Though McManaman's fortunes would wax and wane over the course of his next three seasons with Real Madrid, he nevertheless managed to carve out a niche for himself at a club which was undergoing a profound transformation. He worked his way into the collective psyche at the Bernabeu, and would come to be associated with the Galacticos philosophy despite being a premature arrival at Real. His goal at the Stade de France was certainly a part of his burgeoning legend, but he somehow captured the imagination of the Galacticos generation even with the glamour of Real's new arrivals to contend with. When he was sporadically displaced from the side by some tactical shift or distinguished new signing, he would fight for his place with a cool-headedness which was not necessarily characteristic of his time at Liverpool, while he used his not inconsiderable charm – a weapon he wielded far more adroitly than most other ex-Spice Boys – to conquer the affections of the notoriously fickle Spanish press.
There may have been a sense in which cultural differences worked in McManaman's favour, with a persona and lifestyle that the press back home might have considered cause for criticism – inherently tied up, as always, with the obsessive scrutiny of England players – seen as quirky and quintessentially British by the media in Madrid. To the Spanish observer, McManaman was an exotic import as opposed to a wayward scamp from Merseyside, and so the cocky Bootle lad found a place for himself among the lavish spending, cultured football and general opulence of a club which was fast reestablishing itself as Europe's premier destination. There was also a sense in which McManaman matured at Real, not only as a man but also as a player. His evolution from Spice Boy to Galactico seems almost natural in hindsight, reflecting as it did the increasingly global outlook of European football, but so too did McManaman the ingenious young winger become McManaman the intelligent playmaker; McManaman the metronome; McManaman the versatile midfielder; McManaman the man who subtly excelled wherever Real wanted him to play.
In Macca's second season in Madrid, he made 42 appearances in all competitions as they won La Liga for the first time in four years, this despite his omission from the squad at the start of the campaign and attempts to offload him to, amongst others, Chelsea, Middlesbrough and Manchester United. With Florentino Perez wanting to trim the wage bill after the hefty outlay on Luis Figo, McManaman looked to be one of several players whose time at Real would come to an untimely end, but his determination to stay and prove his worth convinced Del Bosque to make room for him in the side. Madridistas were similarly adamant that McManaman should remain with the club, and fans were known to greet his goals with a flurry of white handkerchiefs, a testament to his cult hero status. He paid back their support with interest, claiming his second Champions League winners' medal at the end of the 2001-2002 campaign – scoring a delicious chip against Barcelona en route to the final against Bayer Leverkusen – and another La Liga title the season after.
As well as earning his place on the pitch alongside some of the world's greatest players, McManaman fitted in with his fellow Galacticos outside of football. He became close friends with Ronaldo and Figo, among others, and his influence in the dressing room was cited as one of his most important contributions to the team. Del Bosque told The Guardian in 2015: "He was a caballero, a gentleman, a stupendous guy; he always had a smile, he never complained, he was great, a leader. He related to everyone very well; he united people." Again, this showed his growing maturity in comparison to his divisive antics at Liverpool, but also his individual take on the megastar mentality. He may not have been the most expensive or high-profile of the Galacticos, but he inspired an affinity among fans and teammates which made his exorbitant wages seem worthwhile.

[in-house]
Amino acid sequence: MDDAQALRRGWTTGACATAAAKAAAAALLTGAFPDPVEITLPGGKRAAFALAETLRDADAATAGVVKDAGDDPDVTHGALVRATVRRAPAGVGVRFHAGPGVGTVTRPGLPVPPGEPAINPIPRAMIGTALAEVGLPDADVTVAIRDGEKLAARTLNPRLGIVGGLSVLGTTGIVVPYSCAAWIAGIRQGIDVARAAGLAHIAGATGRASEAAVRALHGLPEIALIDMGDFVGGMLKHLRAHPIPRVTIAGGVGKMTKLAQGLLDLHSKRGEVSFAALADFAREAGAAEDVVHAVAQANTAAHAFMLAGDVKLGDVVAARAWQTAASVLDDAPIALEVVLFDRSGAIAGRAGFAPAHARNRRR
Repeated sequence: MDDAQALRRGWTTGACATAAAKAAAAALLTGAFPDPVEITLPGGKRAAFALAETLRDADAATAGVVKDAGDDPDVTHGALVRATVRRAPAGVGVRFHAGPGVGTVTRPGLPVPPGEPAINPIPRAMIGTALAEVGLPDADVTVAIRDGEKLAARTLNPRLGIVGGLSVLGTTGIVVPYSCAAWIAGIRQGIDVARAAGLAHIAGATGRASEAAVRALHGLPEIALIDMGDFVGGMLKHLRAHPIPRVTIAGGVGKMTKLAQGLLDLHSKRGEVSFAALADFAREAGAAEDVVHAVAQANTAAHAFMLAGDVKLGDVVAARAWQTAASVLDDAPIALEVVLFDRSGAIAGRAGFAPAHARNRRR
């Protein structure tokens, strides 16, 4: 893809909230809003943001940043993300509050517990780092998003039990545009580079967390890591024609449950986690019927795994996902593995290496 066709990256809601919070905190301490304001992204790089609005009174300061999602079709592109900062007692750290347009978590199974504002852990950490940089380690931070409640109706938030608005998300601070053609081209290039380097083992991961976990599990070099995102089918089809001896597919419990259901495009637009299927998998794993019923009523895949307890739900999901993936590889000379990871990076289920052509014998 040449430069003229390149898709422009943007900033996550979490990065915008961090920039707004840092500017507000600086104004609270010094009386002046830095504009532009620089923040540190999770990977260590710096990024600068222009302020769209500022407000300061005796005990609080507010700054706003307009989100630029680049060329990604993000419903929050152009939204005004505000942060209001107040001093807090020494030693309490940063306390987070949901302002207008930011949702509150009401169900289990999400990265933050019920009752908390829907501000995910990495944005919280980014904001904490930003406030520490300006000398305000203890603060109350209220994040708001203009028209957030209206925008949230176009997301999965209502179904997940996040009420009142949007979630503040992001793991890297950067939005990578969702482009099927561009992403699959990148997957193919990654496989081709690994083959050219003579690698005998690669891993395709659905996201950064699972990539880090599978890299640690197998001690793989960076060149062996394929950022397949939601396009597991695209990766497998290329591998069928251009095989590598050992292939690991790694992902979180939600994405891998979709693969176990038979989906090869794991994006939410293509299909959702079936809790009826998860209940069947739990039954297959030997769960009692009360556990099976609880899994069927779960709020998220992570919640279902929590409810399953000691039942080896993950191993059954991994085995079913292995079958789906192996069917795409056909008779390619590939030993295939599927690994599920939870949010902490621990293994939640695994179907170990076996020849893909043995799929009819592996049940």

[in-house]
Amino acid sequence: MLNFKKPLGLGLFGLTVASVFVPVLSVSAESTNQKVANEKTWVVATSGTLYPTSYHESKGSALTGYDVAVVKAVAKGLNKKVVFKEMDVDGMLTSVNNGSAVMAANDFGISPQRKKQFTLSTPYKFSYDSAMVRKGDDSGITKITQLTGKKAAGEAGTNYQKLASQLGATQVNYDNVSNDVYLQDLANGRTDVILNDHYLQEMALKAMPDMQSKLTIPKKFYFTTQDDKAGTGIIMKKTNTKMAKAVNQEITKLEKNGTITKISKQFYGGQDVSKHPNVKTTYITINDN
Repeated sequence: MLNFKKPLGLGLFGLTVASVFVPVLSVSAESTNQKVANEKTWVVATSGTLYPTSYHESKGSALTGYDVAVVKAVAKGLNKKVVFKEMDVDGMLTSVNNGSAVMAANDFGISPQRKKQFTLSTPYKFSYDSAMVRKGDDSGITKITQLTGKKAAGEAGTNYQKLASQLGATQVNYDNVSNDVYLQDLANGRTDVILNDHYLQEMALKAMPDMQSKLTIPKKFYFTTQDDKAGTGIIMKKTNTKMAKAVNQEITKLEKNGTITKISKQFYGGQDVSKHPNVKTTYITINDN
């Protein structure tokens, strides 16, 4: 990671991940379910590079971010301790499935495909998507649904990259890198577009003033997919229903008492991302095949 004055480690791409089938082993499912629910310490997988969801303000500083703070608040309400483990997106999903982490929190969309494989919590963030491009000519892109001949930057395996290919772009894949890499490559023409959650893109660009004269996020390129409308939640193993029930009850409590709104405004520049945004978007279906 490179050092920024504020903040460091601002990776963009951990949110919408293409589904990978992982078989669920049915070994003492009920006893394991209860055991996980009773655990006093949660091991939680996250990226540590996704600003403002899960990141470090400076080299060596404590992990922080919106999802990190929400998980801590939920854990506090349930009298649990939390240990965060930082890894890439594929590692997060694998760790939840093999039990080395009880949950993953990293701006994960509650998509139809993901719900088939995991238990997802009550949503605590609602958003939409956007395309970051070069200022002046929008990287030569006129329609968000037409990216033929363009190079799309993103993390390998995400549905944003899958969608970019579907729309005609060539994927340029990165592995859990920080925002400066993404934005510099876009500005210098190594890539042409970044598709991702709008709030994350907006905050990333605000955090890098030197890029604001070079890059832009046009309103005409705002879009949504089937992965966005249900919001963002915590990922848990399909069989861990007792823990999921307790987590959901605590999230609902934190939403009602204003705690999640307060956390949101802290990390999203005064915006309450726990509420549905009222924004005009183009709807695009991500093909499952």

In the end, as is only fitting for a true Galactico, it was the internal politics of Real Madrid which did for McManaman's career at the club. Caught up in a power struggle between Perez and Del Bosque, he was sold to Manchester City in the summer of 2003 and – reunited with David James and Robbie Fowler, suffering from mixed form and once again exposed to the merciless censure of the English press – was widely perceived to have lapsed back into his old Spice Boy ways. There was an element of truth in this, with a News of the World sex scandal involving him and Fowler only stoking the fires of bad publicity, but there was also an element of Galactico bashing, not least in the common criticism that he was too rich and complacent to succeed at City. Though his time at Real had certainly made him obscenely wealthy, recurring injuries and advancing age were obstacles which made for an inevitable fall from grace.
While he may not have the cultural cachet of Zidane, Figo or Ronaldo, it is telling that McManaman is still spoken about in the same breath as those titans of world football. Stereotyped for much of his career in England as a gifted scally whose promise was destined to go unrealised, he is remembered in Spain as precisely the opposite, a diligent and adaptable servant who brought flair, endeavour and silverware to the team. One might argue that McManaman's ego – or indeed his wage packet – gave him greater motivation at Real Madrid than in England, though it would perhaps be fairer to suggest that he was a mercurial footballer who happened to thrive in the rarified environment at the Bernabeu. He may not have been globally acclaimed like the Brits who came to Real after him, but in his enormous value, diverse talents and voracious appetite for glory, he arguably embodied the Galacticos philosophy just as much as Michael Owen, David Beckham, Gareth Bale and all the rest.